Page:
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Cablegate: U.S. Asean Business Council Mission

VZCZCXRO9866
RR RUEHCHI RUEHCN RUEHDT RUEHHM
DE RUEHJA #2016/01 3050858
ZNR UUUUU ZZH
R 310858Z OCT 08
FM AMEMBASSY JAKARTA
TO RUEHC/SECSTATE WASHDC 0494
INFO RUCPDOC/DEPT OF COMMERCE WASHINGTON DC
RUEHZS/ASSOCIATION OF SOUTHEAST ASIAN NATIONS

UNCLAS SECTION 01 OF 03 JAKARTA 002016

SENSITIVE
SIPDIS

E.O. 12598: N/A
TAGS: ECON ETRD EINV ID
SUBJECT: U.S. ASEAN BUSINESS COUNCIL MISSION

1. (SBU) This telegram is Sensitive but Unclassified. It contains
business sensitive information. Please protect accordingly.

2. (SBU) Summary: Twenty-six U.S. company leaders from the ASEAN
Business Council used high-level meetings to address
company-specific issues with some success. The delegation, however,
lacked a common focus and therefore missed an opportunity to address
more systemic issues. The U.S. ASEAN Business Council (USABC)
annual mission to Jakarta included several Ministerial meetings
(October 20-23, 2008) and a visit to Trade Expo Indonesia. End
Summary.

Vice President Kalla - "Main Street is longer than Wall Street"
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3. (SBU) Indonesian VP Jusuf Kalla stressed that the Indonesian
economy has limited exposure to the current downturn in overseas
financial markets and was fundamentally stronger than during the
1997 financial crisis, with demand for natural gas, coal, and palm
oil staying strong. Musing that "Main Street is longer than Wall
Street in Indonesia," he estimated the downturn would translate to
only a one-half percentage point drop in the growth rate for
Indonesia. USABC participants thanked Kalla for his help on
instituting the Hills Governance Center at the University of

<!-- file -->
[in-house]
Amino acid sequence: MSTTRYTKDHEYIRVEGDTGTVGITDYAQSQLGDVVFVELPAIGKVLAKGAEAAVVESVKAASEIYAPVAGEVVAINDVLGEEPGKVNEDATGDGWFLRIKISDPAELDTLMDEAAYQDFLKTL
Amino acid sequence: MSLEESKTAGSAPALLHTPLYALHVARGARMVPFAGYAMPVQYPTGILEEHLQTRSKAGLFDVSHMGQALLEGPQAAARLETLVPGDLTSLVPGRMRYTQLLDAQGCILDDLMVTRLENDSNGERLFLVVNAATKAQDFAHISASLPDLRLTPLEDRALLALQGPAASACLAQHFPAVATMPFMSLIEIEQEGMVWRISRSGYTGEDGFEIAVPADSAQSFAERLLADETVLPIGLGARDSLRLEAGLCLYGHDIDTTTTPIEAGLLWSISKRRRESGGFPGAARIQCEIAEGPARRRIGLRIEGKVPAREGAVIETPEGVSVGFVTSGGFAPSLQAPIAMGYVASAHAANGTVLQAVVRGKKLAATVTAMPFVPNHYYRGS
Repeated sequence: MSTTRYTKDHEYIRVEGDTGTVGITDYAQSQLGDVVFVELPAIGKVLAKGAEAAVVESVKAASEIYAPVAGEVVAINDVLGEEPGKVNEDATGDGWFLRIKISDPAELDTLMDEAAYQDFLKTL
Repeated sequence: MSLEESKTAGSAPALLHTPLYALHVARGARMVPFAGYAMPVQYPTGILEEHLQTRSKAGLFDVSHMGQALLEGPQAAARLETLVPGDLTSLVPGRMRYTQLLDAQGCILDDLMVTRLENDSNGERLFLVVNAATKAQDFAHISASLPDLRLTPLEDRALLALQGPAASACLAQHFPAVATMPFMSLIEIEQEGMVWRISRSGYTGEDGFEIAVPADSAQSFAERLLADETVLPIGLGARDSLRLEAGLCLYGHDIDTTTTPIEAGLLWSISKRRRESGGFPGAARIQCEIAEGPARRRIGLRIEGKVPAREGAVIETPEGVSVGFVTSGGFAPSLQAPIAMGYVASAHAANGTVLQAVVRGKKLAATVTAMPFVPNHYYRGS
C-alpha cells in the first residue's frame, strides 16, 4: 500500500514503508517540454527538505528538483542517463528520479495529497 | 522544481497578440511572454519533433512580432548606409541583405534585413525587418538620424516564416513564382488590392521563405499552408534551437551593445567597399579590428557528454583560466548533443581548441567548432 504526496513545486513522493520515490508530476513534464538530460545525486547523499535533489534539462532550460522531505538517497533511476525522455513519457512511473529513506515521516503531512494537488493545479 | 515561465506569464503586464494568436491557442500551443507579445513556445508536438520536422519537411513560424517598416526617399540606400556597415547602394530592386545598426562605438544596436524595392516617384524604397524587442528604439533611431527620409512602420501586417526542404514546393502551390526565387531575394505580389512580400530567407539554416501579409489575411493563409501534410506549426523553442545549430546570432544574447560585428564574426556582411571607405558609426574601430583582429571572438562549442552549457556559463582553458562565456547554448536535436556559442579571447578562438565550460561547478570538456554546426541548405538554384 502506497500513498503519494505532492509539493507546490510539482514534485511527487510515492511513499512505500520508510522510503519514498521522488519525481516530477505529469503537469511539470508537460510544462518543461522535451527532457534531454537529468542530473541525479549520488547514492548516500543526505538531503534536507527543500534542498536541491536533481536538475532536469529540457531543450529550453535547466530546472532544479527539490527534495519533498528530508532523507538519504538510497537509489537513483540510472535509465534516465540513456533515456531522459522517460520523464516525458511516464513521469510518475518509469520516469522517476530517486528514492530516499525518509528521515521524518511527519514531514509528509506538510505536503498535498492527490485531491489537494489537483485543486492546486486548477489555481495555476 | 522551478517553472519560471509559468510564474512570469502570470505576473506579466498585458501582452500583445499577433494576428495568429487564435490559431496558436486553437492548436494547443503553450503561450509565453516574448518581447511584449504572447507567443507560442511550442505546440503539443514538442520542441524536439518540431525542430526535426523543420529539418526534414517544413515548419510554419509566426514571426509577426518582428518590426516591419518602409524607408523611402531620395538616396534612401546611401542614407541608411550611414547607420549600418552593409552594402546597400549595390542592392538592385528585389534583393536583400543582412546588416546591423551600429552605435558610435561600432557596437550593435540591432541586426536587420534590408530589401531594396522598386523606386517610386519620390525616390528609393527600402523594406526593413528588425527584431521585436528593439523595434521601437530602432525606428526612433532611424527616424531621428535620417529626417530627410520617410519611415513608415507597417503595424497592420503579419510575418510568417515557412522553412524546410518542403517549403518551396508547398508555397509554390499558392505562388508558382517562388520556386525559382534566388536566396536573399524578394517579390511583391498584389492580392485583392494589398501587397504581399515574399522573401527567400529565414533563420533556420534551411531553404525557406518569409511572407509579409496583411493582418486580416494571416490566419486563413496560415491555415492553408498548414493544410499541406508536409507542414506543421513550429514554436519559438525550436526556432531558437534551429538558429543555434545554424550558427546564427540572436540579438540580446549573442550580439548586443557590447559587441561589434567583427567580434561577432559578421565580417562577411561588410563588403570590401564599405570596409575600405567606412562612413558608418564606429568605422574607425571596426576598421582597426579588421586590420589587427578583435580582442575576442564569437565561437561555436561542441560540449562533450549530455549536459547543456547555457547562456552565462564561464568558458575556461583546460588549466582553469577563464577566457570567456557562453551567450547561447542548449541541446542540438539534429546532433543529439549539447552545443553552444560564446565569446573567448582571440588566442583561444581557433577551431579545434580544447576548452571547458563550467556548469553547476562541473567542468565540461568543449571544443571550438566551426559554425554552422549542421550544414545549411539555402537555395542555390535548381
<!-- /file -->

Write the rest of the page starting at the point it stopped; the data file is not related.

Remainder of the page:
Indonesia, programs on maternal and children's health, and
supporting U.S. investment in agriculture and railways. Regarding
difficulties by Coca Cola Indonesia to import refined sugar from
Thailand, VP Kalla stated that if Coca Cola can demonstrate its use
of the full amount of the sugar in production, it may be possible to
arrange an import license. Kalla also agreed to ask the Ministry of
Health to look into the non-renewal of marketing authorizations for
pharmaceutical companies, and other unintended consequences
resulting from changes in investment laws.

DPR Leadership - Don't panic, stay open to foreign investment
- - - - - - - - - - - - - - - - - - - - - - - - - - - - - - -

4. (SBU) Speaker of the DPR Agung Laksono, Chair of Commission I
Theo Sambuaga, and Parliamentarian Murdaya Widyawimarta (Poo)
engaged USABC on mining, gas exploration, good governance, maternal
health, foreign direct investment and protectionism. The
legislators expressed concern about a possible reduction in US
investment in Asia in light of the financial crisis. USABC members
responded that "ignoring Asia is not an option" and that although
the overall investment picture might shrink a bit, they don't
believe Indonesia's portion will be reduced. The legislators
responded to inquiries about protectionist sentiments by saying that
the Indonesian government and DPR cannot panic and must remain open
to international investment. USABC participants said they were
committed to the idea of ASEAN and looked forward to the
establishment of a commerce clause, where goods can flow back and
forth freely. Health sector businesses offered input on the health
bill which the DPR is currently working on with the Ministry of
Health.

Foreign Ministry - Need to spur FDI
- - - - - - - - - - - - - - - - - -

5. (SBU) Foreign Minister Hassan Wirayuda said that the Indonesian
Government was not protectionist and was about to adopt a new tax
and fiscal policy, providing new motivation for foreign direct
investment (FDI). Wirayuda added Indonesia needs to develop a labor